Who is Using Online Special Collections? The CUL Digital Collections Case Study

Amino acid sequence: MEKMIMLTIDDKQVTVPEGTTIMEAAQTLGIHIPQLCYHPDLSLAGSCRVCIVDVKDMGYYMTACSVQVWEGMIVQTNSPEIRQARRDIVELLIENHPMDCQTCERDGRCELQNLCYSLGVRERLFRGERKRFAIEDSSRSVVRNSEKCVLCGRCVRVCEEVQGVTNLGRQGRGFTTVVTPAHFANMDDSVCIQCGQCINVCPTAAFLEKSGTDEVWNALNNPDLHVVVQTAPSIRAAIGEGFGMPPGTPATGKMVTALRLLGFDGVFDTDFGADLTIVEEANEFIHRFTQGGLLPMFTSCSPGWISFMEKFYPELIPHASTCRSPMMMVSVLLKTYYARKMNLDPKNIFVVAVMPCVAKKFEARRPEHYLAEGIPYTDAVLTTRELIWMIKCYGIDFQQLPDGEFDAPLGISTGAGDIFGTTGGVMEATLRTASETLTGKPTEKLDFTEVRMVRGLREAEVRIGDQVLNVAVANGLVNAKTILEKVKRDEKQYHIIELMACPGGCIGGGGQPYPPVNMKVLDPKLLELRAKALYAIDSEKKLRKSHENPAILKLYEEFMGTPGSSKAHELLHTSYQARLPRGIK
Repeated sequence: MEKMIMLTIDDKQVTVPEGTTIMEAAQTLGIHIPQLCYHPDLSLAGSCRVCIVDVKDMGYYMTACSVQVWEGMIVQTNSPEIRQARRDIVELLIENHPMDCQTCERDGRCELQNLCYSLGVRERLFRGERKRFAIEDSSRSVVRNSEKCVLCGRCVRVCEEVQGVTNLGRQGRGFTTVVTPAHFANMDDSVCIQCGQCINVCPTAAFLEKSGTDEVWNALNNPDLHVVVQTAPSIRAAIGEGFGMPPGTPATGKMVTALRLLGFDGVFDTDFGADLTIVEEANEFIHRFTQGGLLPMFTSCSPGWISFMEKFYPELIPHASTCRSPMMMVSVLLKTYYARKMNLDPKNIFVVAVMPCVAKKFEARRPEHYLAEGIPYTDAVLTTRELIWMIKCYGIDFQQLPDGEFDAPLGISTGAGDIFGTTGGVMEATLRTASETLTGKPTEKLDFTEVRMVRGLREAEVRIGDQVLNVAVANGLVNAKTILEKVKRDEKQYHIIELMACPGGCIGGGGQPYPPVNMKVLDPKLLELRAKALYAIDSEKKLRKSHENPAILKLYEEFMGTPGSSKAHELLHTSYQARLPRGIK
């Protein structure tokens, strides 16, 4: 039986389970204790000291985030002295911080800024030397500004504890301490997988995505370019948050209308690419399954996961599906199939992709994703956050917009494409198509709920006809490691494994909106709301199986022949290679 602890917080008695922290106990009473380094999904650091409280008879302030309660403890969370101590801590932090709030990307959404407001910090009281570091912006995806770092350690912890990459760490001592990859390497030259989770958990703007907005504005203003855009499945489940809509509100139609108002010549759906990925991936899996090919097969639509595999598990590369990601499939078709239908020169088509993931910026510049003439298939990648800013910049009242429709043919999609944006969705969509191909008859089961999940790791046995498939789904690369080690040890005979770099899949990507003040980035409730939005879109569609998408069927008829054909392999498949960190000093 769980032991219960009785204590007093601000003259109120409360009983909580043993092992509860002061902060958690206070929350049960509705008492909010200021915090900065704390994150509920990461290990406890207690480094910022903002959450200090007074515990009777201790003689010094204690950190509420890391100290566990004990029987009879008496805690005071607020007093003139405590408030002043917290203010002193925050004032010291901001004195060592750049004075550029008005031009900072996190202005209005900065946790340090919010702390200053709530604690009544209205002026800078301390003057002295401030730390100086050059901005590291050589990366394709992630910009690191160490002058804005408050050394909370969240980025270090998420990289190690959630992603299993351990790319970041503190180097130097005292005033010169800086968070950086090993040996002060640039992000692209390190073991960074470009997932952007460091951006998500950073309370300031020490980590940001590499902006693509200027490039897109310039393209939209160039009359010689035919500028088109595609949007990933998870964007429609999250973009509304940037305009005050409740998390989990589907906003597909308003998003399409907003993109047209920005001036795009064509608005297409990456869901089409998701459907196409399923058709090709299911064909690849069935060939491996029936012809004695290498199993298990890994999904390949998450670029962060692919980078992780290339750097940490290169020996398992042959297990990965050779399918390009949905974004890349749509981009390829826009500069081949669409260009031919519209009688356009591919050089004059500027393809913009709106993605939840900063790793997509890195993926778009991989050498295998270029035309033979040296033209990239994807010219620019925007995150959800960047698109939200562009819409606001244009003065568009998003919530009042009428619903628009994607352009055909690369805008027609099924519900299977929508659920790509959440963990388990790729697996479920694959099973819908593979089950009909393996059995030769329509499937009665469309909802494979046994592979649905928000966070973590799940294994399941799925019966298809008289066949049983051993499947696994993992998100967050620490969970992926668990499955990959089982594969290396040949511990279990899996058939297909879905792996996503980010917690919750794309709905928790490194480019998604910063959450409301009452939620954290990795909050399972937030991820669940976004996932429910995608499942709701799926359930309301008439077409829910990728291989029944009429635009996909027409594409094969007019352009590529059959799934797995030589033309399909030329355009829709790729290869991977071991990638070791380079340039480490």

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Since 2008, Southern Methodist University’s (SMU) Central University Libraries (CUL) have digitized, cataloged and made available on the CUL Digital Collections web site some 35,000 image, text, video, and audio files from the holdings of its rich special collections. Since their inception, CUL’s digital collections have received more than 4 million page views from users around the world who access thousands of objects that portray Texas history, art, and culture, as well as Mexico, the U.S. West and Southwest, Latin America, Europe, the Civil War, World War II, railroads, and SMU history. CUL uses a variety of methods to track who is using our 40 digital collections, so we can prioritize future digitization projects and ensure our scarce resources are used more effectively. Google Analytics, for example, provides a vast array of data that can be mined and analyzed to determine trends and popular topics on a local, national, and international basis. It is relatively simple to count numbers in terms of page views and visits to the web site. What is more difficult to document are outcomes, or the ways CUL Digital Collections are being used to change fields of sudy or are having an impact on people's lives. To better understand outcomes from our digital collections, CUL has developed a user survey that is sent to researchers who license images, so we can determine how digitized items are being used to present new insights into fields of study. Other efforts are underway to push items out in a variety of social media, including Instagram, Tumblr, Reddit, Wikipedia, Flickr: The Commons, Twitter, and more. The results, which are often surprising, help us uncover how CUL Digital Collections are changing people’s lives. This poster will provide examples of innovative ways people and communities around the world are using CUL’s digitized special collections, data that has opened our eyes to unanticipated topics of interest to the public, and tools that are helping us build new audiences for digital archives. The overall topic for this poster was also discussed at a Birds of Feather session at Digital Frontiers, Denton, September 2013, entitled “Digital Collections Usage: Analyzing Data and Documenting Outcomes”. This poster will provide much more specific examples, along with update information.